Distribution of Planktonic Ciliates in Highly Coloured Subtropical Lakes: Comparison with Clearwater Ciliate Communities and the Contribution of Myxotrophic Taxa to Total Autotrophic Biomass

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SUMMARY 1. The planktonic ciliate communities of eleven organically coloured north and central Florida lakes representing a variety of trophic conditions were examined during 1979–80. The total abundance and biomass of ciliates were not significantly different from comparable clearwater lakes and only minor taxonomic replacements were noted at the order level.

2. Timing of population peaks of oligotrophic lakes was dissimilar to clearwater lakes of the same trophic state, but seasonality in meso‐trophic and eutrophic lakes resembled patterns described for comparable clearwater lakes.

3. Various ciliate components were strongly correlated with chlorophyll a concentrations, but only moderately correlated to dominant phytoplankton groups. No significant correlations were found between ciliate components and bacterial abundance. 4. Myxotrophic taxa numerically dominated oligotrophic systems, particularly during midsummer, and accounted for a large percentage of the total ciliate biomass. Estimates of the ciliate contribution to total autotrophic biomass indicate that these zoochlorellae‐bearing protozoa may account for much of the autotrophic biomass during midsummer periods in coloured lakes, and thus may lead to an overestimation of phytoplankton standing crops available to zooplankton grazers if chlorophyll a is used as a surrogate measure of algal biomass.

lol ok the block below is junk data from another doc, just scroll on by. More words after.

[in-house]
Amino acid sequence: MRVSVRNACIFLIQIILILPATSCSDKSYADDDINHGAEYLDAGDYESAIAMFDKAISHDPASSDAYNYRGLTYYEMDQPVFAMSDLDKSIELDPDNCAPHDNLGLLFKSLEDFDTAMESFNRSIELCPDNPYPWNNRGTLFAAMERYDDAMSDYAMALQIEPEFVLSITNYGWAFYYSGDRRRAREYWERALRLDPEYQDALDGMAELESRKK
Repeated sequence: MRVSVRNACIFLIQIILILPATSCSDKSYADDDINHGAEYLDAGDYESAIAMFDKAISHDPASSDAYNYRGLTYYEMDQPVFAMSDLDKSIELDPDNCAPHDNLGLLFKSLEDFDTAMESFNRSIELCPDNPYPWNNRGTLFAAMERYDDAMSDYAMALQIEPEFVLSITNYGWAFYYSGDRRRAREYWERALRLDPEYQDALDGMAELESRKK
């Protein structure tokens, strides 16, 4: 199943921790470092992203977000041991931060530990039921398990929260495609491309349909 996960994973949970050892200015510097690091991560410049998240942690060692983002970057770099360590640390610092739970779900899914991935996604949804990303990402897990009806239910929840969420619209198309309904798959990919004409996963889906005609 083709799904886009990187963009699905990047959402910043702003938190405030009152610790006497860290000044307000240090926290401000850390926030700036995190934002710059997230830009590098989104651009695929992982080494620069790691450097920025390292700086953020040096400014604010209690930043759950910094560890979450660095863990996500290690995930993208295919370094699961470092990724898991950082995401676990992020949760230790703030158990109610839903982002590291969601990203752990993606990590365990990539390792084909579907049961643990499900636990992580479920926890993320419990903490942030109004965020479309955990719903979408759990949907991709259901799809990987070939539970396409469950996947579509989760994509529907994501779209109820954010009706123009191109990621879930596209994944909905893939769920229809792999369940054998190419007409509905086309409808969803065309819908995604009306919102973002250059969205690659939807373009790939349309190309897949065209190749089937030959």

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Freshwater Biology, v. 20, issue 1, p. 51-60